Tigo’s entry sparks off an intense telecom price war

Tigo Rwanda, the third national operator’s entry into the local telecoms market has hyped intense price wars between the sector operators. The fierce price war that is raging has left consumers as the major beneficiaries.
The intense competition occasioned by TIGO’s entry has sparked off a raging price war in the sector
The intense competition occasioned by TIGO’s entry has sparked off a raging price war in the sector

Tigo Rwanda, the third national operator’s entry into the local telecoms market has hyped intense price wars between the sector operators. The fierce price war that is raging has left consumers as the major beneficiaries.

Despite denials by managers of the already existing operators—GSM market leader MTN and fixed line incumbent and data leader Rwandatel, those keenly watching including market regulators Rwanda Utilities Regulatory Agency (RURA) have noticed substantial reductions in the unfolding price drama within telecoms over the last three months.

Rwanda’s telecom operators are now enticing their clients with discount structures that reach an all time high of 90 percent.

Further still, customers are spoilt for choice through cash bonanzas and other attractive incentives. These huge discounts are applied to varied standard tariffs by the operators.

MTN charges Rwf109.8 as base rate while the new kid on the bloc Tigo, levies a standard rate of Rwf90 per minute. Rwandatel offers two variants of standard tariffs. ‘Isange’ is levied at Rwf1.2 per second on Rwandatel to Rwandatel calls, while ‘Vuga’ is set at Rwf72 per minute also on Rwandatel to Rwandatel calls.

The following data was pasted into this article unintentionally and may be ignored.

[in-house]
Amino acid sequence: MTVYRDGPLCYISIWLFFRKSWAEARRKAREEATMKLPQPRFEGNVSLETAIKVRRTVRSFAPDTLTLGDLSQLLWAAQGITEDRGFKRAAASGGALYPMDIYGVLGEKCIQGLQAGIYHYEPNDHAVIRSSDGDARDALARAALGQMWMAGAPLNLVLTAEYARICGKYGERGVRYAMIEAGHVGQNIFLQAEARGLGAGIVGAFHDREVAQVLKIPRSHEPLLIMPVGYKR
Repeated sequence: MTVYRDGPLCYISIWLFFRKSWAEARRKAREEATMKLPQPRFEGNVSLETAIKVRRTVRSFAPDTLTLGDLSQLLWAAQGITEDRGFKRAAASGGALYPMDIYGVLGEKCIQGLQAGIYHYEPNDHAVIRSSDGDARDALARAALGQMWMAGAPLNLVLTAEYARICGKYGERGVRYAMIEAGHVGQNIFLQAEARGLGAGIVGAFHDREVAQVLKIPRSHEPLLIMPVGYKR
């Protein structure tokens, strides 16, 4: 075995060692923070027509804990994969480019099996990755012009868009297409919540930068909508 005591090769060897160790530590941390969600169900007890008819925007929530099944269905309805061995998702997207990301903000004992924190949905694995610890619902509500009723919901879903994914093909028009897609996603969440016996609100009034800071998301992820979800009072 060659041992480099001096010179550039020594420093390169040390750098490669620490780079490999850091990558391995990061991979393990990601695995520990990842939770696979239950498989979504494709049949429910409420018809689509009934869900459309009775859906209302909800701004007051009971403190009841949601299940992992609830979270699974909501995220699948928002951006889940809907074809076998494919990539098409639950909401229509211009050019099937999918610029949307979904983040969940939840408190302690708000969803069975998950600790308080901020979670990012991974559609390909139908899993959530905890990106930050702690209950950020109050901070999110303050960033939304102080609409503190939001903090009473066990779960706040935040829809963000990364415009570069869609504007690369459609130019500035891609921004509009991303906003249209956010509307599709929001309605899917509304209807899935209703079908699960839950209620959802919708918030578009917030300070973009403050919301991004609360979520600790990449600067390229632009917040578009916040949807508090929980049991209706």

It is the various discount structures by the three operators that have largely defined the tone and pitch of the price wars in the telecom sector. MTN has ‘MTN’ Zone which is a unique offer based on a caller’s location with the highest offer set at 90 percent.

Rwandatel has ‘Nukupe’ charged at Rwf 0.69 per minute or Rwf500 talk time for 12 hours on Rwandatel to Rwandatel calls. Tigo runs a Rwf10 per minute promotion on Tigo to Tigo calls.

The price movements are seen as one of the key value drivers for penetration rates in tandem with RURA aspirations for the sector to hit six million subscribers by 2012. By press time the combined subscriber levels for the three players stood at just below three million—less than half of RURA’s penetration targets by 2012.

‘MTN Zone’ kicks offprice wars 

MTN was the first operator to fire the opening shots of this price war. ‘MTN Zone’, launched in September 2009 (three months prior to Tigo’s entry), is a package that gives real time discounts to customers everyday. Consequently the package has attracted over 50 percent of MTN’s subscriber base. MTN management says that customers enjoy discounts of up to 90 percent.